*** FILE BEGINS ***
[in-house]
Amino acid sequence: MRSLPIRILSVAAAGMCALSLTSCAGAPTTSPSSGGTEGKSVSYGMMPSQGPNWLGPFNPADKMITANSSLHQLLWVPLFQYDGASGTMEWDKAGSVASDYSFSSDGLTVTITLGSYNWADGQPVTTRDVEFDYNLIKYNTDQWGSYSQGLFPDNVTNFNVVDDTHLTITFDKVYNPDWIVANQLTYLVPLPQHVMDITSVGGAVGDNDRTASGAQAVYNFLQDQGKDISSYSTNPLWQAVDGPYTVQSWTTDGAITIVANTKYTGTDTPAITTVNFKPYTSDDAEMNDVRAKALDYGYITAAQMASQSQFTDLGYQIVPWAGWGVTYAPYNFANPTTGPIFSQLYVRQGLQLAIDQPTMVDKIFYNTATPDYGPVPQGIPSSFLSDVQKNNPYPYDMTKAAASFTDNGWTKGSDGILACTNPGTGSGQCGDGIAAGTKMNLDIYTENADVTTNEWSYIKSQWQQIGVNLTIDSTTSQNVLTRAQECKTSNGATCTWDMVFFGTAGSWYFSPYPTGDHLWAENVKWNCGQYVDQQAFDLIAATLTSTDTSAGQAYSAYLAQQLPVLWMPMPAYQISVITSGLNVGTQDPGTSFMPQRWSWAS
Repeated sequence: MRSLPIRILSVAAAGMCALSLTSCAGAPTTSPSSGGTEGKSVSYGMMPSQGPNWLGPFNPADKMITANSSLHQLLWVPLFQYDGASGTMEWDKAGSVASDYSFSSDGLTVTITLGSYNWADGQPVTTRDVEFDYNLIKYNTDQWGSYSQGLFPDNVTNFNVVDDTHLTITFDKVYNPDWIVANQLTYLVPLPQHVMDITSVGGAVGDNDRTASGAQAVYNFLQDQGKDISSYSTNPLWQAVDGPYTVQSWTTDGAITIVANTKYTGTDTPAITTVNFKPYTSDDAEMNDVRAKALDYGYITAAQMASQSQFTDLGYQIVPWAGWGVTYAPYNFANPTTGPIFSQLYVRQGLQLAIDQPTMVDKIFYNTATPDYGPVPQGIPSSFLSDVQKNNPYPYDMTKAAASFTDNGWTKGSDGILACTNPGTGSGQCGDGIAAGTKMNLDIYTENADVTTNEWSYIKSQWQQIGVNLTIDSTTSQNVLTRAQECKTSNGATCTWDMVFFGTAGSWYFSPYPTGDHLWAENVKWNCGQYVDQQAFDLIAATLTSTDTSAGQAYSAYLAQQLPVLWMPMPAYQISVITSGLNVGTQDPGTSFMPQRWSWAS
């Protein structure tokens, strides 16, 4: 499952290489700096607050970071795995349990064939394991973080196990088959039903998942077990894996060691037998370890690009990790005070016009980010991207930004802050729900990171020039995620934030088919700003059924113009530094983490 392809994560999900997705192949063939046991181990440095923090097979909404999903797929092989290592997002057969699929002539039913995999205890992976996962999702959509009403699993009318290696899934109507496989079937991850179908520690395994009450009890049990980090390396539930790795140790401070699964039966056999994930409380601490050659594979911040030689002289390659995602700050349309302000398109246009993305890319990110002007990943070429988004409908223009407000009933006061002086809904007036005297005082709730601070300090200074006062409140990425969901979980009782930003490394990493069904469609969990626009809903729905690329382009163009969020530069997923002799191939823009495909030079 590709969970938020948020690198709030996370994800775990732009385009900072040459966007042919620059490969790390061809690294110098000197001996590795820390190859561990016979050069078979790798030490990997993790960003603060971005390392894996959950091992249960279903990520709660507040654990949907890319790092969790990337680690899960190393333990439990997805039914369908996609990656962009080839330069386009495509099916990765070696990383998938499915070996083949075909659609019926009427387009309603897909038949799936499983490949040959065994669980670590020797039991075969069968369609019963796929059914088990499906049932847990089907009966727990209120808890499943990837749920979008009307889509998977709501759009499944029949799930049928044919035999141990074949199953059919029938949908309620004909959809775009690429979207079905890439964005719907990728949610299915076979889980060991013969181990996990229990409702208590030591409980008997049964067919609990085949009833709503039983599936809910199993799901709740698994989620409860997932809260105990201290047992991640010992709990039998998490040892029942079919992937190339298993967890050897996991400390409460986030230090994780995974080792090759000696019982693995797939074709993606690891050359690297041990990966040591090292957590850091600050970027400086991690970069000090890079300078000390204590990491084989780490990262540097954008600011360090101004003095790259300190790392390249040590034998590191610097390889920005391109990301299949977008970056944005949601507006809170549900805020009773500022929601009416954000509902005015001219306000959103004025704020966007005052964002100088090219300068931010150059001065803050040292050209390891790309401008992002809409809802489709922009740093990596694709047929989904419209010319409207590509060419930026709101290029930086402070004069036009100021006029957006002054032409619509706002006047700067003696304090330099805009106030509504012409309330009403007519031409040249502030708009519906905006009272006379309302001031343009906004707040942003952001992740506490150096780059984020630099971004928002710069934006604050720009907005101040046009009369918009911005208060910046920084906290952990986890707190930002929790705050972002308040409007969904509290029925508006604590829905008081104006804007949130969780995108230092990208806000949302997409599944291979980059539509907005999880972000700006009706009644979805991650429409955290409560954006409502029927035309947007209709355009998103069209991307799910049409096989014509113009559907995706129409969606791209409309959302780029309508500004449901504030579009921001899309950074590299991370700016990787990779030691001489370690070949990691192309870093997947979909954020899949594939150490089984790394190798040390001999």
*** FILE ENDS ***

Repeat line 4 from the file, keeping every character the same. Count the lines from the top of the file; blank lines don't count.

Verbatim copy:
């Protein structure tokens, strides 16, 4: 499952290489700096607050970071795995349990064939394991973080196990088959039903998942077990894996060691037998370890690009990790005070016009980010991207930004802050729900990171020039995620934030088919700003059924113009530094983490 392809994560999900997705192949063939046991181990440095923090097979909404999903797929092989290592997002057969699929002539039913995999205890992976996962999702959509009403699993009318290696899934109507496989079937991850179908520690395994009450009890049990980090390396539930790795140790401070699964039966056999994930409380601490050659594979911040030689002289390659995602700050349309302000398109246009993305890319990110002007990943070429988004409908223009407000009933006061002086809904007036005297005082709730601070300090200074006062409140990425969901979980009782930003490394990493069904469609969990626009809903729905690329382009163009969020530069997923002799191939823009495909030079 590709969970938020948020690198709030996370994800775990732009385009900072040459966007042919620059490969790390061809690294110098000197001996590795820390190859561990016979050069078979790798030490990997993790960003603060971005390392894996959950091992249960279903990520709660507040654990949907890319790092969790990337680690899960190393333990439990997805039914369908996609990656962009080839330069386009495509099916990765070696990383998938499915070996083949075909659609019926009427387009309603897909038949799936499983490949040959065994669980670590020797039991075969069968369609019963796929059914088990499906049932847990089907009966727990209120808890499943990837749920979008009307889509998977709501759009499944029949799930049928044919035999141990074949199953059919029938949908309620004909959809775009690429979207079905890439964005719907990728949610299915076979889980060991013969181990996990229990409702208590030591409980008997049964067919609990085949009833709503039983599936809910199993799901709740698994989620409860997932809260105990201290047992991640010992709990039998998490040892029942079919992937190339298993967890050897996991400390409460986030230090994780995974080792090759000696019982693995797939074709993606690891050359690297041990990966040591090292957590850091600050970027400086991690970069000090890079300078000390204590990491084989780490990262540097954008600011360090101004003095790259300190790392390249040590034998590191610097390889920005391109990301299949977008970056944005949601507006809170549900805020009773500022929601009416954000509902005015001219306000959103004025704020966007005052964002100088090219300068931010150059001065803050040292050209390891790309401008992002809409809802489709922009740093990596694709047929989904419209010319409207590509060419930026709101290029930086402070004069036009100021006029957006002054032409619509706002006047700067003696304090330099805009106030509504012409309330009403007519031409040249502030708009519906905006009272006379309302001031343009906004707040942003952001992740506490150096780059984020630099971004928002710069934006604050720009907005101040046009009369918009911005208060910046920084906290952990986890707190930002929790705050972002308040409007969904509290029925508006604590829905008081104006804007949130969780995108230092990208806000949302997409599944291979980059539509907005999880972000700006009706009644979805991650429409955290409560954006409502029927035309947007209709355009998103069209991307799910049409096989014509113009559907995706129409969606791209409309959302780029309508500004449901504030579009921001899309950074590299991370700016990787990779030691001489370690070949990691192309870093997947979909954020899949594939150490089984790394190798040390001999």